Country folks can survive.

It’s an exciting time to be a country boy.  Why?  Because people are looking toward the country.  As this world races on toward panacea or hell, which ever you believe, it causes a person to question the uninterrupted supply of his or her own basic needs.  After all, we are all betting our lives on the fact that the system will pull through for us.  From the ranch hand in a Kansas feedlot to the migrant worker in a Florida orange grove to the truck driver and so on, we all require a delicate and intricate system of support.  It is a system that we do not even have to see.  Truck loads of food roll in on “Truck Routes”, pull in through back alleys and back up to loading docks positioned on the backsides of markets.  Farmers, laborers, processors and packagers of food are seemingly distant and anonymous entities.  And so, in light of these facts and the questions they raise, common people in villages, towns and cities across this country are considering the country life so they can provide for themselves (at least in part) according to their own ethical standards.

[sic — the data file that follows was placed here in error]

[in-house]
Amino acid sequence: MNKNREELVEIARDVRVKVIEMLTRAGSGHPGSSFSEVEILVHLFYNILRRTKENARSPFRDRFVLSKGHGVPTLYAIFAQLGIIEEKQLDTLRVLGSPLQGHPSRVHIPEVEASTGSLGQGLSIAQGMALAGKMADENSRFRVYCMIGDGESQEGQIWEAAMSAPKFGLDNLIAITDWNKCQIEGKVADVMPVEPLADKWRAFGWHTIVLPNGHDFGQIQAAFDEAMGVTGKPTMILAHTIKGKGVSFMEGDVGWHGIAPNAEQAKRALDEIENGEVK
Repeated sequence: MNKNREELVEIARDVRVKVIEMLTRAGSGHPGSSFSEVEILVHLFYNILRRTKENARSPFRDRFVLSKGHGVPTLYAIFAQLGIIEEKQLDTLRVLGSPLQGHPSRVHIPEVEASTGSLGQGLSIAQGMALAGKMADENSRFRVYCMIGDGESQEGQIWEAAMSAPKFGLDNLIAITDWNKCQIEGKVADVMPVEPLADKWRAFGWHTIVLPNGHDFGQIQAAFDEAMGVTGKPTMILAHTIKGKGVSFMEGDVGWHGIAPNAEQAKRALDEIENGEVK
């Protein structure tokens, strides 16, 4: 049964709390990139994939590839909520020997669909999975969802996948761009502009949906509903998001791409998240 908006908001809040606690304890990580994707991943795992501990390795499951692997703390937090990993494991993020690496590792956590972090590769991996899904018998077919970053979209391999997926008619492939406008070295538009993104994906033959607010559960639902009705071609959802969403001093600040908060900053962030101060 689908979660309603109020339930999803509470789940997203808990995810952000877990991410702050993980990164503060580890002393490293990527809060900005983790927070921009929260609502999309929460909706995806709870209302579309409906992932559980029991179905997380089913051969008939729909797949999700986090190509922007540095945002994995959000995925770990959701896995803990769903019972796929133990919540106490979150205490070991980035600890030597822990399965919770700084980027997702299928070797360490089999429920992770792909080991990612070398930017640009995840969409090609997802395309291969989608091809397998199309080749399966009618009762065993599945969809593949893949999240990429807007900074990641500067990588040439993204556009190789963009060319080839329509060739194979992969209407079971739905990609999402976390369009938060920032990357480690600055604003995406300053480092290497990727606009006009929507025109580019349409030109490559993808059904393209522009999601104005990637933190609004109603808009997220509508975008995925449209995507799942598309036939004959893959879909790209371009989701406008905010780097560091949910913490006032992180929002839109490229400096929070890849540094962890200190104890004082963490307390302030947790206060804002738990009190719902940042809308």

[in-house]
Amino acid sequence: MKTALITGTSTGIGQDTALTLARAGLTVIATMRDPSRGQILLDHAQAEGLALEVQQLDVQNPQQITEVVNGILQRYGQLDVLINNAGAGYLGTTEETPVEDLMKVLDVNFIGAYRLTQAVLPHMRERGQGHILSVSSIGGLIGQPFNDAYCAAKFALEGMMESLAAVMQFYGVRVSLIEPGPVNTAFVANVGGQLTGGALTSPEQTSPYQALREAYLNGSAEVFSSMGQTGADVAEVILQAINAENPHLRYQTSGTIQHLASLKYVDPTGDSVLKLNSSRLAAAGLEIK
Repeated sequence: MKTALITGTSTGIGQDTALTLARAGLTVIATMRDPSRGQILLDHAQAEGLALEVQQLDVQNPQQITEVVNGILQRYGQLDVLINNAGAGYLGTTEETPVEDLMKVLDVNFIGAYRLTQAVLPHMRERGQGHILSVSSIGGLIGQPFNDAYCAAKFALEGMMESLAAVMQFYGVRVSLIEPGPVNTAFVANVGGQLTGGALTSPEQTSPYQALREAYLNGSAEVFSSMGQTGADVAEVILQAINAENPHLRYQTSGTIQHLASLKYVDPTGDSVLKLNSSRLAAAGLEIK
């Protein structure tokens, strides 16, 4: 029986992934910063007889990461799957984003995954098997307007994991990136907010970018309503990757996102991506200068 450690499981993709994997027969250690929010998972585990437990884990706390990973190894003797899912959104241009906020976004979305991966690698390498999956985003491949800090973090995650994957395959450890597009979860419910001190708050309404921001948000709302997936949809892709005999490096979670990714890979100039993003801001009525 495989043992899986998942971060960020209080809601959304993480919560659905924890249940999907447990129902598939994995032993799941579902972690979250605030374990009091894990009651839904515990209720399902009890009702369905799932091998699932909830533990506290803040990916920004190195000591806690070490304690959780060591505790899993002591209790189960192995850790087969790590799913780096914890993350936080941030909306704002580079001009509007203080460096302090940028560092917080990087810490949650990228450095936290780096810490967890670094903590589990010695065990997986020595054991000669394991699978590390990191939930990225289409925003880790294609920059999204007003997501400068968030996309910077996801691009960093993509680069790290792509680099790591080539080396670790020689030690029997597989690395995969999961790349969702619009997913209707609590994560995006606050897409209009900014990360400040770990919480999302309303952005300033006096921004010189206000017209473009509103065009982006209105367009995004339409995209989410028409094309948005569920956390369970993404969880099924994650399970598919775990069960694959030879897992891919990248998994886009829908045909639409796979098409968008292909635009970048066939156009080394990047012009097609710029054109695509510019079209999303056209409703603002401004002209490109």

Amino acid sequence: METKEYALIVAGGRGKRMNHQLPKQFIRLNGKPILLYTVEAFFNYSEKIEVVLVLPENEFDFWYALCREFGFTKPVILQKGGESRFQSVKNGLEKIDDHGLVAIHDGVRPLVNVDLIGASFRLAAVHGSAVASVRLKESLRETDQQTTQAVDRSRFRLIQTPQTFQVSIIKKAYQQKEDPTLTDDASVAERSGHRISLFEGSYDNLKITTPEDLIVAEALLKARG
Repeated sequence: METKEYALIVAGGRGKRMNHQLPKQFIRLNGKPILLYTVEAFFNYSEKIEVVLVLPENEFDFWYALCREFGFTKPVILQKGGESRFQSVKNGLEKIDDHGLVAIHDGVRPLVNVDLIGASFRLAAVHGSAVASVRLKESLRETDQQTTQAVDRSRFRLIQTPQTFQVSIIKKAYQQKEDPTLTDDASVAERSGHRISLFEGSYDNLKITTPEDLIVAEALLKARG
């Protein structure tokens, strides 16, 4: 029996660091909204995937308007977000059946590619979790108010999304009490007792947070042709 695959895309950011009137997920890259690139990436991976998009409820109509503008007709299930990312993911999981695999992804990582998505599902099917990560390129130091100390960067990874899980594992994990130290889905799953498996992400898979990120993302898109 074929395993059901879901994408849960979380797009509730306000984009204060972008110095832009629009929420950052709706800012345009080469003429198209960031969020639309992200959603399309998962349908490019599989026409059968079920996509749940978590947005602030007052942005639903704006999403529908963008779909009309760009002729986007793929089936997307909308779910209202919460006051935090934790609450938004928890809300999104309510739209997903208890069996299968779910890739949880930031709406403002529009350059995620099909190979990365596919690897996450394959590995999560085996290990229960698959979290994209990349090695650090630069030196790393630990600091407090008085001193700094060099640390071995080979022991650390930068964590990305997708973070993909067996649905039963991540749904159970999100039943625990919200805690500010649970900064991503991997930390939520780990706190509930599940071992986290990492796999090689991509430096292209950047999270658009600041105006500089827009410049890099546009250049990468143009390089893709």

Isn’t it also possible that some city folks are tired of chasing carrots and turning hamster wheels?  How many of us who were taught to dream big, shoot for the stars and acheive our goals through education and career are now disillusioned with the lack of fulfillment that our efforts have provided?  I submit to you that many of us are thinking long and hard about what is really significant.  So, what is significant?  Many of us are realizing that our basic needs are more important than bank accounts and fancy cars.  Family time and personal relationships with neighbors are more meaningful than daycares and country clubs.  Working together in the pasture, the garden or the kitchen lead to a sense of camaradarie, where competition for raises and promotions causes animosity and stress.  While this may be an over-simplification, the simple life definitely has its advantages; and the country life is positively simpler.

Whether for self-sufficiency or for simplicity, I am cordially inviting you to the country.  I offer hospitality, expertise and the fruits of my labor.  Keep in mind, however, that I might require some of your labor, too.  It might be good for all of us for you to see what we do and why we do it.  And you might find a Bigger sense of purpose than any career can offer.  Come join us in the country because, no matter what happens, country folks can survive.

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One Response to Country folks can survive.

  1. Roger Chapman says:

    Good work!

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